You are not looking at the charts correctly. The XV15 has no distortion or compression at 105db...it starts to exhibit some compression in the 110db sweep where the PB12 is completely out of gas by that point. The XV15 was pushed to 115db sweep where it was compressing a significant amount and only increased in output slightly in the 50-60hz range. The PB12 could not even play a 115db sweep at any frequency. When you look at the distortion charts the XV15 is pretty much all 2nd order which is almost non existent to the human ear. Read the know-how on data bass, Ricci explains this. 4th order should be paid more closely attention to and both are pretty low. Also these tests are performed oudoors with sine waves. In room both subs will have more output with lower distortion.
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post #72 of 109 Old 02-10-2014, 10:12 AM
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Interesting. I wonder how distortion affects dynamics? Does it affect/quash/destroy/devastate/annihilate dynamics long before the limiter? biggrin.gif I kid!tongue.gif

No it does not and I see where you are going with this. Cea2010 allows a certain amount of distortion for a reason. Alsonyou need to know and understand what you are looking at when reading the data-bass charts. The Know-How tab over at DB does a good job at explaining this. There is more to looking at thd graphs then simply comparing how much the 2 subs in comparison has. First one sub can have 2 times the 2nd order thd and less 3rd order and sound better then the other. Second the thd graphs need to be looked at closely for dips and uneveness in the thd sweep. A slight bump in the graph can show a problem area...also the waterfall and spectogram graphs need to looked at. smile.gif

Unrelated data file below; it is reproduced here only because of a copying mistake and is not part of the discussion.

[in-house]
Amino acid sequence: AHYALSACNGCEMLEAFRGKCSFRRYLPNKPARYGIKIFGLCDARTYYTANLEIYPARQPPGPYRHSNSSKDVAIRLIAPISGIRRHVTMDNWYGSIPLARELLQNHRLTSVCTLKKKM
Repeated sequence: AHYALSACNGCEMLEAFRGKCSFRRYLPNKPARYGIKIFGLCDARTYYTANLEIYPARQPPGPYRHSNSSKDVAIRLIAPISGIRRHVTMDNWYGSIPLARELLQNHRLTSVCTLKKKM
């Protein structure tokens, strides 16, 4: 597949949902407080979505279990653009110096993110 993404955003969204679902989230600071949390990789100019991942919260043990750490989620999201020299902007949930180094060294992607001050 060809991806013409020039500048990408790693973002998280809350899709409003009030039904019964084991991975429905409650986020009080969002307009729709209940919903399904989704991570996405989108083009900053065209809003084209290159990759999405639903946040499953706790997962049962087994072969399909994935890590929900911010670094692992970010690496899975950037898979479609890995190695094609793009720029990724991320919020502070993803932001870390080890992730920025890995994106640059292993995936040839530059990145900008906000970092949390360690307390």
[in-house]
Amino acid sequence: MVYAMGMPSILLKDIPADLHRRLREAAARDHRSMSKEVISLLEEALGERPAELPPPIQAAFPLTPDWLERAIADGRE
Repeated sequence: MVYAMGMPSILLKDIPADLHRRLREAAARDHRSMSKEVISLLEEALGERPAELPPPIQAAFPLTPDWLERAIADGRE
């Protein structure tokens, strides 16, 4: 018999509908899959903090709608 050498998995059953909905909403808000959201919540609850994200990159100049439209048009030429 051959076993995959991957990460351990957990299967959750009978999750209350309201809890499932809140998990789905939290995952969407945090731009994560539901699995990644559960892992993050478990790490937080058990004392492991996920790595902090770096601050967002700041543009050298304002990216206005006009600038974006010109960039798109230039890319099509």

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post #73 of 109 Old 02-10-2014, 10:13 AM
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You are not looking at the charts correctly. The XV15 has no distortion or compression at 105db...it starts to exhibit some compression in the 110db sweep where the PB12 is completely out of gas by that point. The XV15 was pushed to 115db sweep where it was compressing a significant amount and only increased in output slightly in the 50-60hz range. The PB12 could not even play a 115db sweep at any frequency. When you look at the distortion charts the XV15 is pretty much all 2nd order which is almost non existent to the human ear. Read the know-how on data bass, Ricci explains this. 4th order should be paid more closely attention to and both are pretty low. Also these tests are performed oudoors with sine waves. In room both subs will have more output with lower distortion.

Totally agree with the points you are making on output, the XV15 plays much louder before compression kicks in.  Also agree that 2nd harmonic distortion does not seem to be harmful as far as sound goes.  However, when I look at the THD charts for both subs side by side, the XV15 has much higher distortion even at the 105 dB level than the PB12, although most of it does seem to be 2nd order.